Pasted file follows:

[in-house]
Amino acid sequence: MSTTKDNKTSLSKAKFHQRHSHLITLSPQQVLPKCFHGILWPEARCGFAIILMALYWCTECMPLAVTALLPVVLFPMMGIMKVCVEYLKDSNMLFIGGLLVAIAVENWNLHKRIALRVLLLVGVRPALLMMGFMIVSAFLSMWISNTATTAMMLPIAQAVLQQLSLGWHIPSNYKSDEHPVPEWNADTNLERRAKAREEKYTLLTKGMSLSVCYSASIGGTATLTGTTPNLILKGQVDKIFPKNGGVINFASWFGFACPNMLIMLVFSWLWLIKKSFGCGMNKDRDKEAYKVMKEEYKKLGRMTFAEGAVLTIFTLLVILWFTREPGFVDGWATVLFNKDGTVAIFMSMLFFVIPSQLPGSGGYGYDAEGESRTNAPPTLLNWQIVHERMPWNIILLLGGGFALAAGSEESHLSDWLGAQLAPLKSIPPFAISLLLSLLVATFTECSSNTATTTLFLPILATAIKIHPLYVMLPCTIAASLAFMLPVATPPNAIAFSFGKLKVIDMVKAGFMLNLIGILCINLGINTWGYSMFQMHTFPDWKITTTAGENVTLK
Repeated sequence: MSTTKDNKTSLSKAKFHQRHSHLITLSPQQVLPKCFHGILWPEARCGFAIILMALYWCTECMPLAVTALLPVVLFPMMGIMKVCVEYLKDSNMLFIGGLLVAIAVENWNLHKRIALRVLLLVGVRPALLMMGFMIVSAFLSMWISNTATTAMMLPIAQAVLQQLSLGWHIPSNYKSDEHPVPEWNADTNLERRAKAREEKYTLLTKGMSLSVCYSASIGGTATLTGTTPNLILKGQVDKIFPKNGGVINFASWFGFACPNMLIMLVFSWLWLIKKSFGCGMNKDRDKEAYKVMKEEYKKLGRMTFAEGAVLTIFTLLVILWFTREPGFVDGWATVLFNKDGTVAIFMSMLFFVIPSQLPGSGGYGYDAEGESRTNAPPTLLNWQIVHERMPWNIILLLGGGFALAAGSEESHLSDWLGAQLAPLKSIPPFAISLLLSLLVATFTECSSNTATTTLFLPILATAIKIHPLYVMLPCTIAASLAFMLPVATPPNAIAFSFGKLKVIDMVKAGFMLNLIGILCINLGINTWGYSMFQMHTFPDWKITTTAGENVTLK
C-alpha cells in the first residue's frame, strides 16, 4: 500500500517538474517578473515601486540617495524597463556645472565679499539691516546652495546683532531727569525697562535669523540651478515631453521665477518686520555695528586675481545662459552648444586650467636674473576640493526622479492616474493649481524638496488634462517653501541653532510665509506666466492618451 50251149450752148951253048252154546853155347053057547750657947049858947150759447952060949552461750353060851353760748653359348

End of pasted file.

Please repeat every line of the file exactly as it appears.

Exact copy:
[in-house]
Amino acid sequence: MSTTKDNKTSLSKAKFHQRHSHLITLSPQQVLPKCFHGILWPEARCGFAIILMALYWCTECMPLAVTALLPVVLFPMMGIMKVCVEYLKDSNMLFIGGLLVAIAVENWNLHKRIALRVLLLVGVRPALLMMGFMIVSAFLSMWISNTATTAMMLPIAQAVLQQLSLGWHIPSNYKSDEHPVPEWNADTNLERRAKAREEKYTLLTKGMSLSVCYSASIGGTATLTGTTPNLILKGQVDKIFPKNGGVINFASWFGFACPNMLIMLVFSWLWLIKKSFGCGMNKDRDKEAYKVMKEEYKKLGRMTFAEGAVLTIFTLLVILWFTREPGFVDGWATVLFNKDGTVAIFMSMLFFVIPSQLPGSGGYGYDAEGESRTNAPPTLLNWQIVHERMPWNIILLLGGGFALAAGSEESHLSDWLGAQLAPLKSIPPFAISLLLSLLVATFTECSSNTATTTLFLPILATAIKIHPLYVMLPCTIAASLAFMLPVATPPNAIAFSFGKLKVIDMVKAGFMLNLIGILCINLGINTWGYSMFQMHTFPDWKITTTAGENVTLK
Repeated sequence: MSTTKDNKTSLSKAKFHQRHSHLITLSPQQVLPKCFHGILWPEARCGFAIILMALYWCTECMPLAVTALLPVVLFPMMGIMKVCVEYLKDSNMLFIGGLLVAIAVENWNLHKRIALRVLLLVGVRPALLMMGFMIVSAFLSMWISNTATTAMMLPIAQAVLQQLSLGWHIPSNYKSDEHPVPEWNADTNLERRAKAREEKYTLLTKGMSLSVCYSASIGGTATLTGTTPNLILKGQVDKIFPKNGGVINFASWFGFACPNMLIMLVFSWLWLIKKSFGCGMNKDRDKEAYKVMKEEYKKLGRMTFAEGAVLTIFTLLVILWFTREPGFVDGWATVLFNKDGTVAIFMSMLFFVIPSQLPGSGGYGYDAEGESRTNAPPTLLNWQIVHERMPWNIILLLGGGFALAAGSEESHLSDWLGAQLAPLKSIPPFAISLLLSLLVATFTECSSNTATTTLFLPILATAIKIHPLYVMLPCTIAASLAFMLPVATPPNAIAFSFGKLKVIDMVKAGFMLNLIGILCINLGINTWGYSMFQMHTFPDWKITTTAGENVTLK
C-alpha cells in the first residue's frame, strides 16, 4: 500500500517538474517578473515601486540617495524597463556645472565679499539691516546652495546683532531727569525697562535669523540651478515631453521665477518686520555695528586675481545662459552648444586650467636674473576640493526622479492616474493649481524638496488634462517653501541653532510665509506666466492618451 50251149450752148951253048252154546853155347053057547750657947049858947150759447952060949552461750353060851353760748653359348